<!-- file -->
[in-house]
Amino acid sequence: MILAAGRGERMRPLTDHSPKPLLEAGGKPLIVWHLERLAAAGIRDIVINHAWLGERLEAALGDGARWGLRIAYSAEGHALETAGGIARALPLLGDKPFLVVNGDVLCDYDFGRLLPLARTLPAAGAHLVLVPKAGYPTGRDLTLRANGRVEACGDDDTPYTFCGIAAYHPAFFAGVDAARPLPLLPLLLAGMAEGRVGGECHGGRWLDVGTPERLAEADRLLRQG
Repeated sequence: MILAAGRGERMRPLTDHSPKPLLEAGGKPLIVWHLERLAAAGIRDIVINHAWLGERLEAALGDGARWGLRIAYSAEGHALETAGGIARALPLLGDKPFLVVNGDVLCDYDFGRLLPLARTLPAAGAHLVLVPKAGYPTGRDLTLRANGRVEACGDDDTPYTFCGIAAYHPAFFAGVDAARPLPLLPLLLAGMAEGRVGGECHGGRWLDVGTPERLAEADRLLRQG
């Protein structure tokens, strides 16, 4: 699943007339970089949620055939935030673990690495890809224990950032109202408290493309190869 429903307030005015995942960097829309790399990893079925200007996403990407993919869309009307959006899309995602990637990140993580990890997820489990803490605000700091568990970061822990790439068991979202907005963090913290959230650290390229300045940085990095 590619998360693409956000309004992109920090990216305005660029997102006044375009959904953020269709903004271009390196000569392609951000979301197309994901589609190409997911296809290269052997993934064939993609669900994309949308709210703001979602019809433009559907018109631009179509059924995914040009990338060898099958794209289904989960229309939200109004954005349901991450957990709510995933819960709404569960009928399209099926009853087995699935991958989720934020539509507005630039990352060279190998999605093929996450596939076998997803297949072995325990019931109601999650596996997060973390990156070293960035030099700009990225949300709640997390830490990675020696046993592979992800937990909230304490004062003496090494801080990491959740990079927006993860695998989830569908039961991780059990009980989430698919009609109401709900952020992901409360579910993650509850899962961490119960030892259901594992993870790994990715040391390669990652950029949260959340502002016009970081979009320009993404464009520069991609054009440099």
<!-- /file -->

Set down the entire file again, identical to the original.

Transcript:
[in-house]
Amino acid sequence: MILAAGRGERMRPLTDHSPKPLLEAGGKPLIVWHLERLAAAGIRDIVINHAWLGERLEAALGDGARWGLRIAYSAEGHALETAGGIARALPLLGDKPFLVVNGDVLCDYDFGRLLPLARTLPAAGAHLVLVPKAGYPTGRDLTLRANGRVEACGDDDTPYTFCGIAAYHPAFFAGVDAARPLPLLPLLLAGMAEGRVGGECHGGRWLDVGTPERLAEADRLLRQG
Repeated sequence: MILAAGRGERMRPLTDHSPKPLLEAGGKPLIVWHLERLAAAGIRDIVINHAWLGERLEAALGDGARWGLRIAYSAEGHALETAGGIARALPLLGDKPFLVVNGDVLCDYDFGRLLPLARTLPAAGAHLVLVPKAGYPTGRDLTLRANGRVEACGDDDTPYTFCGIAAYHPAFFAGVDAARPLPLLPLLLAGMAEGRVGGECHGGRWLDVGTPERLAEADRLLRQG
């Protein structure tokens, strides 16, 4: 699943007339970089949620055939935030673990690495890809224990950032109202408290493309190869 429903307030005015995942960097829309790399990893079925200007996403990407993919869309009307959006899309995602990637990140993580990890997820489990803490605000700091568990970061822990790439068991979202907005963090913290959230650290390229300045940085990095 590619998360693409956000309004992109920090990216305005660029997102006044375009959904953020269709903004271009390196000569392609951000979301197309994901589609190409997911296809290269052997993934064939993609669900994309949308709210703001979602019809433009559907018109631009179509059924995914040009990338060898099958794209289904989960229309939200109004954005349901991450957990709510995933819960709404569960009928399209099926009853087995699935991958989720934020539509507005630039990352060279190998999605093929996450596939076998997803297949072995325990019931109601999650596996997060973390990156070293960035030099700009990225949300709640997390830490990675020696046993592979992800937990909230304490004062003496090494801080990491959740990079927006993860695998989830569908039961991780059990009980989430698919009609109401709900952020992901409360579910993650509850899962961490119960030892259901594992993870790994990715040391390669990652950029949260959340502002016009970081979009320009993404464009520069991609054009440099």